In the summer of 1987, a man met a woman at a barbeque hosted by the local Young Conservative Club. Soon enough, the pair fell in love, got married, and 28 years later, found themselves reacting to their teenage son’s news that he might be voting Labour with the same ferocity you would direct at someone who’d swaggered 10 minutes late into an AA meeting slurping a mimosa through a curly plastic straw.

That teenage son, as may be obvious, was me. And no, I’m not exaggerating. My defection – for that is how it was seen – was a shock, and a big breach of family tradition. “Cut me”, said my granddad on the subject of politics “and I bleed blue”. My parents used to discuss Tony Blair with such seething vitriol that as a child I genuinely believed he was somebody they knew personally. My aunt would whisper “vote Conservative” into my sleeping cousin’s ear as a baby (yes, really). Conservatism was stamped onto my family’s DNA. For the eldest child to buck the trend was borderline scandalous.

These days, it’s easy to curate your friend groups to avoid the side-line views you find unappealing. For me, this wasn’t an option. From morning till evening, I was completely surrounded by Tories. Tories made me lunch. Tories dropped me off at school. Tories sang me happy birthday, and Tories tucked me in at bedtime.

Ed with his mum at his graduation.

My political disagreement with them was, and is, profound. But there was no way we were ever going to have a serious falling out about it. This was my family, not a Tinder match I could boot after I realised they hadn’t read the ‘no tories thanks x’ in my bio. Yes, there’s plenty my family have managed to get dazzlingly wrong. But they’re also attentive, kind and supportive, and these are qualities we just won’t notice if we define someone entirely by their political persuasion the moment it clashes with ours. Acknowledge the person behind the opinion, and you might find your Thatcherite parents doing the unthinkable and ditching the Conservative party just before the 2019 election. Stranger things have happened.

The fact is that calling someone ‘Tory scum’ will probably not win them over. It’s far more likely they’ll just stop talking to you about politics. But their convictions will not disappear. Instead, they’ll hold them tighter – but this time in secret. Lack of dialogue means we’ll never understand what attracts people to views that repel us, and before we know it, we’re looking at another five years of starving schoolkids so Richard Branson can buy a new yacht.

Ed reading The Communist Manifesto.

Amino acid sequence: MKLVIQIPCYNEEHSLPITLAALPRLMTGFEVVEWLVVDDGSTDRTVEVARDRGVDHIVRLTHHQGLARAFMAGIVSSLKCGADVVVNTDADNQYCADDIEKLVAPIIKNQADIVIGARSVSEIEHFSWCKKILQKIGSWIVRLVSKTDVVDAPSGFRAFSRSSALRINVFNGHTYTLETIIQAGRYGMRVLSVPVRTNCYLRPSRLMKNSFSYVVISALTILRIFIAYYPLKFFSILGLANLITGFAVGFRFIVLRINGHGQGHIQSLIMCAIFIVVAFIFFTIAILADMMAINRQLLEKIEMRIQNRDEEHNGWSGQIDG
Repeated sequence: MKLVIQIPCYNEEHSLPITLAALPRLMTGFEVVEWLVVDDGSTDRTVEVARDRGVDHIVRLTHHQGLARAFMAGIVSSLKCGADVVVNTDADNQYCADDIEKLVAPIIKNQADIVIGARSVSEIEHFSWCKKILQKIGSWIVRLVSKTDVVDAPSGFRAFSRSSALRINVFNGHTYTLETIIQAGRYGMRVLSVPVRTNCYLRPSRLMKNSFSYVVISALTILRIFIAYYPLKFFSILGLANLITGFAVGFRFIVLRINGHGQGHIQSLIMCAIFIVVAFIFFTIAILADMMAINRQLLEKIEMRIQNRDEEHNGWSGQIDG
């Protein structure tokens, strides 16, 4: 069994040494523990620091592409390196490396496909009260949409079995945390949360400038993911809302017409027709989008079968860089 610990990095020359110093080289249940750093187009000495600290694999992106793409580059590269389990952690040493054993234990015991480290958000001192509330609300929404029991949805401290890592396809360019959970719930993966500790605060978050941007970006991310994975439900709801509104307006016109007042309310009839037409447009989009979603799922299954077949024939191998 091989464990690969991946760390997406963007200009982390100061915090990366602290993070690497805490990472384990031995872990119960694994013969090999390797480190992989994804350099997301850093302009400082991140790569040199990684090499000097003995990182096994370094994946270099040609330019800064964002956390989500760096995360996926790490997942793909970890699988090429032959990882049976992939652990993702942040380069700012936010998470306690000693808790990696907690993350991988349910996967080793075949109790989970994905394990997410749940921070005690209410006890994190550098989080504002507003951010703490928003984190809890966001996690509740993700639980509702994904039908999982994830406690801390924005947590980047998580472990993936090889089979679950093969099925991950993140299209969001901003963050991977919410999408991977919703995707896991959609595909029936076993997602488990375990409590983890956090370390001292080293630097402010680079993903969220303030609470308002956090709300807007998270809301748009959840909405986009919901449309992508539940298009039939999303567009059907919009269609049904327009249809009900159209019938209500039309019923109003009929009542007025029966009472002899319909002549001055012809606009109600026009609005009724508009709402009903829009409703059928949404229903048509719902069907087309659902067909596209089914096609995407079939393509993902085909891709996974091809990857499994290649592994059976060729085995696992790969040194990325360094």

Echo-chambers do not help anyone. Never directly engage with an adversarial concept, and you risk constructing your own politics around a hypothetical; what you believe the opponent thinks, not what they actually do. This makes for impressive rants at your Marxist book group. But it means you will run into huge difficulties when trying to affect real-world change – which, after all, is what politics should really be about.

So, problem solved? Well, not quite.

It’s easy to forget just how extreme mainstream politics has become in the past five years alone. In 2013, UKIP MEP Godfrey Bloom was hounded out of his party after referring to Africa as “bongo bongo land”. Fast forward 6 years, and the public’s reaction to Boris Johnson comparing Muslims to violent criminals was to whisk him into Downing Street by way of a landslide majority. As recently as 2015, declaring victory in an election you had manifestly lost was the behaviour of treacherous despots. But it’s exactly what we’ve just seen Trump do. As more politicians espouse extreme views, more ordinary people will end up adopting them. But something being normalised is not the same as it being right.

Throughout history, brave women and men have given their lives for that which we now take for granted; democracy, civil liberties, and human rights. These are the essential building blocks of any free society, and the atrocities which inevitably and historically follow their absence means that any discourse questioning whether some groups are more deserving of them than others is simply reprehensible. So, yes – America’s Muslim travel ban was instituted by the President. But that doesn’t make it any less of a human rights abuse. The morals of engaging publicly with supporters of this ban is one thing, but whether you should invite them into your social group seems an open-and-shut case. Overall, friendship is precious and let’s not waste it on authoritarians.

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